Yes, say researchers at the University of South Florida in Tampa. In a study involving roughly 7,500 children in the United States and Europe, they discovered that adding good bacteria called probiotics to early feedings reduced the risk of type 1 diabetes in kids who are genetically predisposed (meaning their genes put them at a higher risk of developing the chronic condition).
In this study, scientists discovered that among high-risk babies, newborns who received additional good bacteria in the first 27 days of life were 60% less likely to develop type 1 diabetes. The early supplementation is critical, say study authors, who point out that giving the babies probiotics beyond the 27-day mark did not seem to be as beneficial with regard to reduced type 1 diabetes risk.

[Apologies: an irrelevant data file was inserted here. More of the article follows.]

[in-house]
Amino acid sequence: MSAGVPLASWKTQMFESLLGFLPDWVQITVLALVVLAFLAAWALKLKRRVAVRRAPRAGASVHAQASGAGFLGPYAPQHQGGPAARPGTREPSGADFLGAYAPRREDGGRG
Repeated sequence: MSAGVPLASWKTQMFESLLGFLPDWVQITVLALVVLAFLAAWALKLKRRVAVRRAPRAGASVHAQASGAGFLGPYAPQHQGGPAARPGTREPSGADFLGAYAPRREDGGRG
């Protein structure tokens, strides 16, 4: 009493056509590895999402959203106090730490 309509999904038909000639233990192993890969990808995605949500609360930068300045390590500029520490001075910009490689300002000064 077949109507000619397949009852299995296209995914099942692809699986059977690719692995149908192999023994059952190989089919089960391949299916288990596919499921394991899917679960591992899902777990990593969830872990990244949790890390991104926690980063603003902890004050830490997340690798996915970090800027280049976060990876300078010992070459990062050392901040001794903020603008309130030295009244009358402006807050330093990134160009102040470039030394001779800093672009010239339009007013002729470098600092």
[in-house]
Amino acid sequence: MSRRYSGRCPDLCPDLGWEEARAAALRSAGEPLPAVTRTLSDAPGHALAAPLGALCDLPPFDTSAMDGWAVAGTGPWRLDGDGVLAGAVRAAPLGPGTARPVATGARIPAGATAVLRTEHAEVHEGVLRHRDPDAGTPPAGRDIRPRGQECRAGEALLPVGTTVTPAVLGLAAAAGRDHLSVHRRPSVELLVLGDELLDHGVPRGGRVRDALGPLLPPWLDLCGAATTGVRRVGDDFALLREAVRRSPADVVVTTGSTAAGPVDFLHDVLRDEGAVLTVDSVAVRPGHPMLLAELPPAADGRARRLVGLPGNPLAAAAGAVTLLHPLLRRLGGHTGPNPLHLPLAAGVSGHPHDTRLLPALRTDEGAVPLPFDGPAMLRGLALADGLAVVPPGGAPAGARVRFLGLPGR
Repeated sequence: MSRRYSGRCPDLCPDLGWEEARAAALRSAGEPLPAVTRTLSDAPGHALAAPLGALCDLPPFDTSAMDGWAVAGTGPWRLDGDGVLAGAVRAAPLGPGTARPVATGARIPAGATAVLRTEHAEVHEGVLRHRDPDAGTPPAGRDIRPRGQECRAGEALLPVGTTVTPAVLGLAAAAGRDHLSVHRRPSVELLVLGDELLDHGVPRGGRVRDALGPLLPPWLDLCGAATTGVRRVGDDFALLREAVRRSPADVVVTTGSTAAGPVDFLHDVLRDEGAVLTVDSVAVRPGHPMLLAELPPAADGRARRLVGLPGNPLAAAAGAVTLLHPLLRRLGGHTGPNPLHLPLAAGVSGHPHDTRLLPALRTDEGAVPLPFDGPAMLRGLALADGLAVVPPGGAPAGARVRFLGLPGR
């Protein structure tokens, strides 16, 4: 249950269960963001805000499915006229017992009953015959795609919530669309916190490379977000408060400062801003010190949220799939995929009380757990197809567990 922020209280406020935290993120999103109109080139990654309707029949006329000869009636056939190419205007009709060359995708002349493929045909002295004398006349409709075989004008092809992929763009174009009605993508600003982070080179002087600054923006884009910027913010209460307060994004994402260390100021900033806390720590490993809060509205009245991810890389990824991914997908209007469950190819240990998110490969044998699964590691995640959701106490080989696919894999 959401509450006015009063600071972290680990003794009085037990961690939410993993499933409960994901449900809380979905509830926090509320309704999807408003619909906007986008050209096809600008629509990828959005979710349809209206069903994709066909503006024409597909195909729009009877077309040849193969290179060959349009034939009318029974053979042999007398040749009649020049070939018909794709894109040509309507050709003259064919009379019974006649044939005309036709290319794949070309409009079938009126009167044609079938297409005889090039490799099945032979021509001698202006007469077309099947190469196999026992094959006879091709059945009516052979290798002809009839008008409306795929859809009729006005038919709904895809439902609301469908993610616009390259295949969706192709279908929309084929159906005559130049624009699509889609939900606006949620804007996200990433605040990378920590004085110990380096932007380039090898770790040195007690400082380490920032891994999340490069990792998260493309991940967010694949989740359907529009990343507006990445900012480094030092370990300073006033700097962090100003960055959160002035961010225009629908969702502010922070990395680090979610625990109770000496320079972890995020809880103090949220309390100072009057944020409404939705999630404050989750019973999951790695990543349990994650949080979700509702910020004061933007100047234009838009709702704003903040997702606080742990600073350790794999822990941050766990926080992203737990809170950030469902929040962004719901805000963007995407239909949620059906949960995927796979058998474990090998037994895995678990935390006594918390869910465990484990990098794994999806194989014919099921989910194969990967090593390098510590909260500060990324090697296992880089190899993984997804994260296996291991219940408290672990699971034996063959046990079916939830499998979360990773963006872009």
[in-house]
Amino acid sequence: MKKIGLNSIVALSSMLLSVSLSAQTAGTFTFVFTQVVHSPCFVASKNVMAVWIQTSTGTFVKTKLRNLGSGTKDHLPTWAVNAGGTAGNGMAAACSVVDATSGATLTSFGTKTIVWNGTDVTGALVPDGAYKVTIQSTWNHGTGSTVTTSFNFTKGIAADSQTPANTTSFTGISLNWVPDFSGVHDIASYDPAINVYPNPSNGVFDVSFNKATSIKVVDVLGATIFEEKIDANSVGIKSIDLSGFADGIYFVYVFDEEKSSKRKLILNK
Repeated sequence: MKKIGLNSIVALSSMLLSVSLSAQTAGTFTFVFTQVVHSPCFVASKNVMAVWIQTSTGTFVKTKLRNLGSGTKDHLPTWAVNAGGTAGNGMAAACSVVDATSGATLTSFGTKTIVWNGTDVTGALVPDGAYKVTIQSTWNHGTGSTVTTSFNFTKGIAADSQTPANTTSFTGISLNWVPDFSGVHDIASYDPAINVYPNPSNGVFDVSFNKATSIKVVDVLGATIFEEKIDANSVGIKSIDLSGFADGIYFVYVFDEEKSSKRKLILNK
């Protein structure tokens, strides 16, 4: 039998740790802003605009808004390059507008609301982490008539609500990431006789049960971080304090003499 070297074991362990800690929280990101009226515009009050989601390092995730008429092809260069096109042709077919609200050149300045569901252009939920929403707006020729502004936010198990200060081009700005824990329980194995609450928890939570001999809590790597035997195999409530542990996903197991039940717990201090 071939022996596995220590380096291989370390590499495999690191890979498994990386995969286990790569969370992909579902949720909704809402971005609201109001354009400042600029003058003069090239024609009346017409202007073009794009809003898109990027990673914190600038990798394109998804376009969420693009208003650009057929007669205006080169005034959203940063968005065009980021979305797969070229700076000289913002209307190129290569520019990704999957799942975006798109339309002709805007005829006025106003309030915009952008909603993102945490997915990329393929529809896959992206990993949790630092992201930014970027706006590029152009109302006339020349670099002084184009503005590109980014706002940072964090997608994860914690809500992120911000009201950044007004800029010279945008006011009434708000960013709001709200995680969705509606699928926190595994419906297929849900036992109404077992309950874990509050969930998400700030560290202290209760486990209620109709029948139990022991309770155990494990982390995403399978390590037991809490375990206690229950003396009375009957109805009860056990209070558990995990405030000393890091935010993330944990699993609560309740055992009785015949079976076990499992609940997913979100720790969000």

Type 1 diabetes is an autoimmune disease in which the body—specifically the pancreas—produces little or no insulin. Insulin is a hormone that transports glucose (blood sugar) from the bloodstream to different parts of the body where it is needed for energy. Among the many factors that may contribute to a child being born with type 1 diabetes, scientists speculate that an imbalance of bacteria in the gut may play a role.
While they agree further research is needed, study authors believe early supplementation with additional good bacteria may help establish a healthy microbiome, which in turn may support health later in life.